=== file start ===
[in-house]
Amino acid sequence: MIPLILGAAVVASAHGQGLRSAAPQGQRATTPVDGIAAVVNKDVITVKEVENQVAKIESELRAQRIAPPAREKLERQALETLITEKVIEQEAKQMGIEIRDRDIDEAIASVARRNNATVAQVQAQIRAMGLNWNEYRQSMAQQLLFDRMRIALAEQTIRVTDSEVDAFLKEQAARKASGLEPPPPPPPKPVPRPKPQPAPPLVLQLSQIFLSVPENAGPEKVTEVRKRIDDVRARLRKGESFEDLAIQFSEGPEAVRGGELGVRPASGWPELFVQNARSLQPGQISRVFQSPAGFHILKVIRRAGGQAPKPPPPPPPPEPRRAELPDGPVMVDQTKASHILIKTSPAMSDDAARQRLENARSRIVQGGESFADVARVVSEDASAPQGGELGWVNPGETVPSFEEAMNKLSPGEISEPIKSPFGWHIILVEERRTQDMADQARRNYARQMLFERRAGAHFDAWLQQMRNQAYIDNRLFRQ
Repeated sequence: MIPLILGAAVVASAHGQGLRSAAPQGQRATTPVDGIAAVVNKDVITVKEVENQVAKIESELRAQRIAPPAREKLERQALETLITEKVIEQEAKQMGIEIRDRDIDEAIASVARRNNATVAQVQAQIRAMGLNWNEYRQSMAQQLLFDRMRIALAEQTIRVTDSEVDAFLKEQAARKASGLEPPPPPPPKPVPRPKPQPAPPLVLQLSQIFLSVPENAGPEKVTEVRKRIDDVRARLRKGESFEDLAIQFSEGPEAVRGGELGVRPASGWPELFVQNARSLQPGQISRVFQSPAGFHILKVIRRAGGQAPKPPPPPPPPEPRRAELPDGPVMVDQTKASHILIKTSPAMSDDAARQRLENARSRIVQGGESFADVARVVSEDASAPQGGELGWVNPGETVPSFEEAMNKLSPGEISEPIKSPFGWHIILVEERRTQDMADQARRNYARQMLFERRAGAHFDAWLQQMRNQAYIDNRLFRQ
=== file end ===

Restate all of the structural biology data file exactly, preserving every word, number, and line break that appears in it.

[in-house]
Amino acid sequence: MIPLILGAAVVASAHGQGLRSAAPQGQRATTPVDGIAAVVNKDVITVKEVENQVAKIESELRAQRIAPPAREKLERQALETLITEKVIEQEAKQMGIEIRDRDIDEAIASVARRNNATVAQVQAQIRAMGLNWNEYRQSMAQQLLFDRMRIALAEQTIRVTDSEVDAFLKEQAARKASGLEPPPPPPPKPVPRPKPQPAPPLVLQLSQIFLSVPENAGPEKVTEVRKRIDDVRARLRKGESFEDLAIQFSEGPEAVRGGELGVRPASGWPELFVQNARSLQPGQISRVFQSPAGFHILKVIRRAGGQAPKPPPPPPPPEPRRAELPDGPVMVDQTKASHILIKTSPAMSDDAARQRLENARSRIVQGGESFADVARVVSEDASAPQGGELGWVNPGETVPSFEEAMNKLSPGEISEPIKSPFGWHIILVEERRTQDMADQARRNYARQMLFERRAGAHFDAWLQQMRNQAYIDNRLFRQ
Repeated sequence: MIPLILGAAVVASAHGQGLRSAAPQGQRATTPVDGIAAVVNKDVITVKEVENQVAKIESELRAQRIAPPAREKLERQALETLITEKVIEQEAKQMGIEIRDRDIDEAIASVARRNNATVAQVQAQIRAMGLNWNEYRQSMAQQLLFDRMRIALAEQTIRVTDSEVDAFLKEQAARKASGLEPPPPPPPKPVPRPKPQPAPPLVLQLSQIFLSVPENAGPEKVTEVRKRIDDVRARLRKGESFEDLAIQFSEGPEAVRGGELGVRPASGWPELFVQNARSLQPGQISRVFQSPAGFHILKVIRRAGGQAPKPPPPPPPPEPRRAELPDGPVMVDQTKASHILIKTSPAMSDDAARQRLENARSRIVQGGESFADVARVVSEDASAPQGGELGWVNPGETVPSFEEAMNKLSPGEISEPIKSPFGWHIILVEERRTQDMADQARRNYARQMLFERRAGAHFDAWLQQMRNQAYIDNRLFRQ